No, I don't have any solutions or practical wisdom to the conflicts in the world. But I do hope that people will try to see things from other than their own point of view.

*Watching the Olympics it is apparent that China also wants the world to believe that all of China is homogenous and harmonious because of its Communism. Well, little good their 300,000 security cameras all over the place did to prevent an American from being murdered there on the first day. Maybe it was a government hit meant to test the American response. Also why was the American anthem cut off during Michael Phelps's gold medal ceremony? Maybe it was just another subtle(?) disrespect towards America. And the statements of a Chinese gymnast were very revealing about the nature of life under the Chinese Communist control. He said that Chinese athletes carry a "heavy burden" and are not self-movitated. He implied that the consequences of disappointing performances were excessive, and the scene of Chinese soldiers overseeing every aspect of his training was concerning and a little frightening.


Ann said...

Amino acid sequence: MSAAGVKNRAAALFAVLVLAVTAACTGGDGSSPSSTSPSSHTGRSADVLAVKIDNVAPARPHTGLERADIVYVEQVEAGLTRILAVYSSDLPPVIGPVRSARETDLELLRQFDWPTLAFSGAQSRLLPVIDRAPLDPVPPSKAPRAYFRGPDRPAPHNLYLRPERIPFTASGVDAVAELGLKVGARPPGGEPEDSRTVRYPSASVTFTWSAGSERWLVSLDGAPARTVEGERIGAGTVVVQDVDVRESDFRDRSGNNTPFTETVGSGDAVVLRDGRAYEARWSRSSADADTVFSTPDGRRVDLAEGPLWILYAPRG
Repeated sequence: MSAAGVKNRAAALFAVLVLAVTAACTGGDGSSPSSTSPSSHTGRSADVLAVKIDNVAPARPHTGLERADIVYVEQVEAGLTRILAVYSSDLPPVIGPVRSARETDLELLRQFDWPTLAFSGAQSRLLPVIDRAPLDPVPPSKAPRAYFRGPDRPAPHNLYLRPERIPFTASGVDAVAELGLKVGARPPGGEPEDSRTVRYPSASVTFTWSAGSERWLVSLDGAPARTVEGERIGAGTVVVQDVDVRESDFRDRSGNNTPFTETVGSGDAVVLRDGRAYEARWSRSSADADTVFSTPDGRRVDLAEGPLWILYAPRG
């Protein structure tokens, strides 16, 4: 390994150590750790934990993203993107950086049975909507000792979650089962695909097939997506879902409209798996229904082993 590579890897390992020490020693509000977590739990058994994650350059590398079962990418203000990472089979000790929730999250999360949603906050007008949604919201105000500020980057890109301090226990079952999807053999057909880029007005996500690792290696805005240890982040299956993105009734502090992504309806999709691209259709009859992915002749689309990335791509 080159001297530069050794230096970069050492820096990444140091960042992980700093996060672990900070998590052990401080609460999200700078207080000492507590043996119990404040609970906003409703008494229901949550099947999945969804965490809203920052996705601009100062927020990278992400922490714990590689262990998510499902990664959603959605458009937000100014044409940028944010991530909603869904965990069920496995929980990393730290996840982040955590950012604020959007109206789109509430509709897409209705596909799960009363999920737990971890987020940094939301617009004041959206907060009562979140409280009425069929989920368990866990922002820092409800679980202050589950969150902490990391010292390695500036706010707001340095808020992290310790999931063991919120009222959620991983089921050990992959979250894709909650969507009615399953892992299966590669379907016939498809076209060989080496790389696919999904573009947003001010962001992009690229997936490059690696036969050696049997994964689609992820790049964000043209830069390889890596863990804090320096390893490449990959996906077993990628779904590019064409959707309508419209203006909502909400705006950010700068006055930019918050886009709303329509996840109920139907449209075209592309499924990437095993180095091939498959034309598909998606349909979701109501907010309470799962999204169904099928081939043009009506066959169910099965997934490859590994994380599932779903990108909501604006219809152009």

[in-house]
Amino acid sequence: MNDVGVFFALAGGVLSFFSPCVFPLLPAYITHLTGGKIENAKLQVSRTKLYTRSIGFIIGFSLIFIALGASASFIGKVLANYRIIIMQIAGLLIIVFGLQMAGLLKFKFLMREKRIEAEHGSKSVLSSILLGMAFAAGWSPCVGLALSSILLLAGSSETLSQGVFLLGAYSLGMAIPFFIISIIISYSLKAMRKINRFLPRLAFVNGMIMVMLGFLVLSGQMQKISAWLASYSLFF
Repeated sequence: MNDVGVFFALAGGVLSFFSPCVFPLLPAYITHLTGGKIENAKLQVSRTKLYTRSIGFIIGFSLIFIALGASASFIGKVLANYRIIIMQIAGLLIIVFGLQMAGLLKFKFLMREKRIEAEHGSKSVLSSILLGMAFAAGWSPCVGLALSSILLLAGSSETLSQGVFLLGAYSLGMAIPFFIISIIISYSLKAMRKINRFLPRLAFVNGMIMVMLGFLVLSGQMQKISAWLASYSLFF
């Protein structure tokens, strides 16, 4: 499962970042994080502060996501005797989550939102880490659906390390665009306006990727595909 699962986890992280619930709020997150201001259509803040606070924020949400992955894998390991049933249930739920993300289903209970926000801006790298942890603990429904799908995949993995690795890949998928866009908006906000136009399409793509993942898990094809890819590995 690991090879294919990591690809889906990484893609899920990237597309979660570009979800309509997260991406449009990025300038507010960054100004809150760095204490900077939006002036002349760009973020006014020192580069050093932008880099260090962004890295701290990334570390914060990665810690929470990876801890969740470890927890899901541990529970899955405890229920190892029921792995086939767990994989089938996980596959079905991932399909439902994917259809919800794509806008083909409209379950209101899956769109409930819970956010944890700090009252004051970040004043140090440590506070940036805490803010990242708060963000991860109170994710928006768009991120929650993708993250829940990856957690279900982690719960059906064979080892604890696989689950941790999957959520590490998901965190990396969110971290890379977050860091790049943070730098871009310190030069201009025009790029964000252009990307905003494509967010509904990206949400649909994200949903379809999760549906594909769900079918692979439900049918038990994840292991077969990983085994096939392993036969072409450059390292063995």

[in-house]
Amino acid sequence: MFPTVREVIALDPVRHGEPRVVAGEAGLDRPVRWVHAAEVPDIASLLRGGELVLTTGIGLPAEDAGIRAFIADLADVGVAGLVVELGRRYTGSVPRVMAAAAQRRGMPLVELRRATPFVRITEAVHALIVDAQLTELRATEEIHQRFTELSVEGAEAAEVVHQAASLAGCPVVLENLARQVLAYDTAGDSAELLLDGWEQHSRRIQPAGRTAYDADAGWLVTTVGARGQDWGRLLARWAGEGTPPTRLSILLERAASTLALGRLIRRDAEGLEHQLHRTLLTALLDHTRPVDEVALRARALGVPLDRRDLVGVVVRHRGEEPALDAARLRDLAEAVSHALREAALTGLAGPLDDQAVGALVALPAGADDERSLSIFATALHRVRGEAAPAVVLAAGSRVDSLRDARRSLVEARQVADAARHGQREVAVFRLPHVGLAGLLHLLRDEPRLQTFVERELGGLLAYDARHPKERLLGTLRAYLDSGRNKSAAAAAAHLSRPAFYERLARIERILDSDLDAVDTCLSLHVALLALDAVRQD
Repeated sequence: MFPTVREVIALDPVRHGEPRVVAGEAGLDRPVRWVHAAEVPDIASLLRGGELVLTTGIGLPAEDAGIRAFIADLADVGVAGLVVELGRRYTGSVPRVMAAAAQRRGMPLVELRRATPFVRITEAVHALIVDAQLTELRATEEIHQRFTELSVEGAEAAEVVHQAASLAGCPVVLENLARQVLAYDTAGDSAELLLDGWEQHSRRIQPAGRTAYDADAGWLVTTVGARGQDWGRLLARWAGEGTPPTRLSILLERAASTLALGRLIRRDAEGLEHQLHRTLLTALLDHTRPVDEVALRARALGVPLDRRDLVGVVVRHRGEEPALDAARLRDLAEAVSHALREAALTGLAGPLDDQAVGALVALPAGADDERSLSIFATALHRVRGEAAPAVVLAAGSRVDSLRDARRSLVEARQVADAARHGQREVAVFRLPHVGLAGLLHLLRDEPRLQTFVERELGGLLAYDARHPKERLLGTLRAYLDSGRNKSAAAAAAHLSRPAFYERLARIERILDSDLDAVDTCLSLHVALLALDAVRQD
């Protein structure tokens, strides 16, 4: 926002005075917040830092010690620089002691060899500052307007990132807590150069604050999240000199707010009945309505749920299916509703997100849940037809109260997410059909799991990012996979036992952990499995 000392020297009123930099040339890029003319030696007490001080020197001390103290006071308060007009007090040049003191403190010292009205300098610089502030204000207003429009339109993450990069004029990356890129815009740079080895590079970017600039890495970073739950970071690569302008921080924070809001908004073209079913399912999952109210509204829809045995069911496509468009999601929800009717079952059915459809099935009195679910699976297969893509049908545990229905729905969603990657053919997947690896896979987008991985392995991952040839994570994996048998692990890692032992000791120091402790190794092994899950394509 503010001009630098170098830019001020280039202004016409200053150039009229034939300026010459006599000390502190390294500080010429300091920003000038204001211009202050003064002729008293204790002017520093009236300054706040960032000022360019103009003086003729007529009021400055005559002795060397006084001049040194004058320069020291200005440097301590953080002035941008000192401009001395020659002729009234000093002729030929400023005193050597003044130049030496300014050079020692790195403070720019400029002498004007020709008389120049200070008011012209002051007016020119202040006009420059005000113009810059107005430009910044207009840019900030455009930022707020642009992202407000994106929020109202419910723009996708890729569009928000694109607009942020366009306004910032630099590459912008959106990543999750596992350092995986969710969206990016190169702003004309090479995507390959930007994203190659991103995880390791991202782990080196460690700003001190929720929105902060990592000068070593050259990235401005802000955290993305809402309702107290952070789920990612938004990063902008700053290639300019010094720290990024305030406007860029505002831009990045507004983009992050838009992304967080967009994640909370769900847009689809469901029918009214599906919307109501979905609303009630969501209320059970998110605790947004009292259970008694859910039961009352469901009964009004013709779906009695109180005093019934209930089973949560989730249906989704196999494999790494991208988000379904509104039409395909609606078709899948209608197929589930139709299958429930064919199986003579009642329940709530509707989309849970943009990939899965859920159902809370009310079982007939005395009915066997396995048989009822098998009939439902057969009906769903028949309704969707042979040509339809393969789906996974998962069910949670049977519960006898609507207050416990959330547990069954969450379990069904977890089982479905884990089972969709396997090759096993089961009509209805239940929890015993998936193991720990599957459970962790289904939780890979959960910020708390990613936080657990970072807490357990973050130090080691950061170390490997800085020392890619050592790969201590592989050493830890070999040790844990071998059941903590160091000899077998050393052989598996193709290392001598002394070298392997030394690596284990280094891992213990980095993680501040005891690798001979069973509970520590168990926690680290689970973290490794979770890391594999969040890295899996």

I agree with you, Rae Ann. I also know a number of Russians who were educated in Moscow, but left Russia and live here now, and they, too, would agree with your viewpoint. These friends are all Jewish and are all successful now, they are not interested at all in playing 'the victim' but each one will mention how much anti-semitism exists in Russia today.

America has its problems, but I don't know of any other society that so openly reveals the problems and the messy processes involved in addressing them. I laugh to remember my many European grad student colleagues who would cluck their tongues about American racism. Europe is far more socially stratified and ethnically partitioned than this country. For example, I doubt anything has been done in Paris after the riots in the Moslem slums from the recent past.

Rae Ann said...

Hi Ann! Thanks, and thanks for bringing your experience. I'm sure that former Soviets and other Europeans haven't really gotten an accurate education about America and Americans because of the political leaders wanting their people to believe that Americans are this or that and so on. I realize that Lubos, for example, has a different perspective on the ethnic tensions and territorial disputes in the former Soviet Bloc and has more knowledge of the history of the areas, etc. But I think that he probably doesn't realize that we Americans were forced into this "ignorance" because of the closed nature of the Soviet regime, much like China which is beginning a very cautious and controlled opening up. A lot of changes have happened since I finished school and it's not always so easy to get accurate new information to people who aren't already in an academic environment. And even so, you can't really rely on academia to be accurate anymore either. ;-)